How have you been, NIP?
Sunday, February 24, 2013
How have you been, NIP?
I know that is has been quite some time since I’ve written a letter to you, and I hope your life has been going well since we last communicated. It’s been a tough year for me personally, but I’m managing it fairly well thanks to cultivating a better disposition through these five qualities that I’ve been writing about over the last several letters. It’s fitting the final letter on the five qualities concerns patience, mainly because I’ve had to exercise my own a great deal during the preceding months. And while it’s much easier for me to do at this point in my life, this certainly wasn’t the case when I was young. I don’t know if it’s due to me closing in on 40 years old as my wonderful wife Erin likes to remind me from time to time, or simply because I focus on patience so much as one of the five qualities that I needed to work on in order to become a better person. Heck, it could be a combination of both for all I know. No matter the reason, I feel like a much better husband, son, brother, friend, and teacher due to my increased patience.
Out of any of the five qualities of love, compassion, gratitude, generosity, and patience, it is patience that is perhaps the most difficult to practice in contemporary society. In developed countries such as the U.S.—and perhaps every other Western developed nation—most people have certain expectations about how life should be lived, and very often these expectations are intertwined with a sense of immediacy or urgency. And though our breakneck-speed paced culture often saddles us with a sense of entitlement with regard to getting what we want when we want it, I’ve discovered in the last few years that the things that really matter—the goals that are really worth working toward—don’t coincide with haste. More often than not, the things we really want to accomplish in life take a great deal of time and need to flower in their own way, which is precisely why patience must be practiced in every type of personal growth endeavor. Whether you are trying to lose weight/live a healthier lifestyle, overcome an addiction, or simply improve your overall disposition, NIP, you must begin walking the path with the understanding that what you most want to accomplish with the remainder of your life will take time, perhaps lots of it.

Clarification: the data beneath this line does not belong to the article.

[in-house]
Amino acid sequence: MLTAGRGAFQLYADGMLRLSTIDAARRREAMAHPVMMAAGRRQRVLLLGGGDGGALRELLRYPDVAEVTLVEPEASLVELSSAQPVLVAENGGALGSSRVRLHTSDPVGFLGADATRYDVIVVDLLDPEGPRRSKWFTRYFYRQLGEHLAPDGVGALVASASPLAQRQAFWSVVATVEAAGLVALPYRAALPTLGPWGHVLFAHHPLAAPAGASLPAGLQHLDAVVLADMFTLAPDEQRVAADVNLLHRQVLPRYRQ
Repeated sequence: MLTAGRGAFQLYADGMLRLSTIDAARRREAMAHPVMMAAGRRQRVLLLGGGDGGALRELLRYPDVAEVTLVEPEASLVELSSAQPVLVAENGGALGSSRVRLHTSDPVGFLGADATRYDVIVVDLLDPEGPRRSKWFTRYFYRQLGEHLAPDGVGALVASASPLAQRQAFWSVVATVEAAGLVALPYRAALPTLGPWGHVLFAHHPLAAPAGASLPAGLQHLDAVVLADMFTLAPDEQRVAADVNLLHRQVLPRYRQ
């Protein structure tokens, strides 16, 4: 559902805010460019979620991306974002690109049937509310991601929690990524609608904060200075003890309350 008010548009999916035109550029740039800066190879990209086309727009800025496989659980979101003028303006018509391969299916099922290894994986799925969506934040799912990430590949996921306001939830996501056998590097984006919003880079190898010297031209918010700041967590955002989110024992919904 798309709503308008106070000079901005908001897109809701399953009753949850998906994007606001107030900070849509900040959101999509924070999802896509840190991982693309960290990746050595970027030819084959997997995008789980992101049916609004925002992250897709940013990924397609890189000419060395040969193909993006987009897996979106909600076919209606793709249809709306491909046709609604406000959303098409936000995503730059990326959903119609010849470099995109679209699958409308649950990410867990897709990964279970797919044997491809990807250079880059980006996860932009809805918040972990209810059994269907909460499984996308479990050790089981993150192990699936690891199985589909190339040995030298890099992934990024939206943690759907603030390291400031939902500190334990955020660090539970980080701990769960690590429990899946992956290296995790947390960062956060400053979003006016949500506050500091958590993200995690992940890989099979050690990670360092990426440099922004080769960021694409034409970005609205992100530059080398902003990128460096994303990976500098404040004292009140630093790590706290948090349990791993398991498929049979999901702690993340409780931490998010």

While I’m sure we all have differing definitions of patience and what it is/how it works, I wanted to share this short excerpt from an article I had read recently by Norman Fischer, a Zen roshi (teacher) whose new book Training in Compassion I am looking forward to reading. Here’s what he has to say on patience:
Patience is the capacity to welcome difficulty when it comes, with a spirit of strength, endurance, forbearance, and dignity rather than fear, anxiety, and avoidance. None of us likes to be oppressed or defeated, yet if we can endure oppression and defeat with strength, without whining, we are ennobled by it. Patience makes this possible. In our culture, we think of patience as passive and unglamorous; other qualities like love or compassion or insight are much more popular. But when tough times cause our love to fray into annoyance, our compassion to be overwhelmed by fear, and our insight to evaporate, then patience begins to make sense. To me it is the most substantial, most serviceable, and most reliable of all spiritual qualities. Without it, all other qualities are shaky.